Okay, maybe not all, exactly--the deal will cover a thousand different business arguments, and the resulting cell phone company would serve millions of users who couldn't care less about Apple's product. But the original iPhone revolutionized the entire smartphone business, and was an AT&T exclusive resulting in countless billions of dollars of income for the network. The initial phone wasn't a 3G edition, but AT&T was busy implementing its 3G infrastructure, and Apple knew the GSM standard the company was using was way more popular around the globe than Verizon's CDMA protocols. That made AT&T more attractive, from an economies-of-scale in manufacturing point of view, than the much bigger Verizon customer base.

Most thinkers are suggesting Apple's iPhone 5 for 2011 won't adopt 4G technology because, much as with the original iPhone, the network infrastructure just isn't in place yet. Instead the phone will be an evolution of the iPhone 4, with better features and one or two bonus "extras" (possibly including NFC) to keep the device at the cutting edge. But the iPhone 6 for 2012 may be a different affair. If Apple follows its habits, it'll be another design revolution, and it may well embrace 4G technology, which will be far more ubiquitous by then--and Apple will need to make its move precisely at this point, before Google's Android OS swallows up too much of the early 4G market (there're already rumors about the Nexus S 4G).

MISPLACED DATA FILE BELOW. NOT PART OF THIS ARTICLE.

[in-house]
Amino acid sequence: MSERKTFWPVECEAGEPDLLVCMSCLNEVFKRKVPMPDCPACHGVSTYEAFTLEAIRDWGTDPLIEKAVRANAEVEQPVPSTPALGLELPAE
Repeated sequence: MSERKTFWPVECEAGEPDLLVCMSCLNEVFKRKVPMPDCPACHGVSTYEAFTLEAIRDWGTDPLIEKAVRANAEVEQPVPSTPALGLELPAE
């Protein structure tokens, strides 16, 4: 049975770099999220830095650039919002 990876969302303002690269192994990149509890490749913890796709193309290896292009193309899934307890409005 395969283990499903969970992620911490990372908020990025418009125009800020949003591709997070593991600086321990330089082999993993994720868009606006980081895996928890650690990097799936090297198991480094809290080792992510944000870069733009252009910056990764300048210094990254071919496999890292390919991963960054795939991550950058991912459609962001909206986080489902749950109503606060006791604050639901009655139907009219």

So, can we picture AT&T's executive team having a few quiet phone calls with Apple's management team right about now? They'd be able to say things like: "Next year we'll be the biggest network in the U.S., and we'll have a very mature 4G system in place. So...how about talking to us about a new exclusivity arrangement, eh?"

Think of it as a gold rush for the 21st Century: AT&T already knows the iPhone's gold status, and it can see the next-gen 4G one being even more valuable, what with consumers continuing to throng to Apple and increasingly using smartphones. The enhanced mobile Net experience on 4G would seem an ideal fit for the iPhone technology--it's exactly the kind of breakthrough change in a market that Apple would love to embrace, and PR the heck out of its innovative uses of 4G data.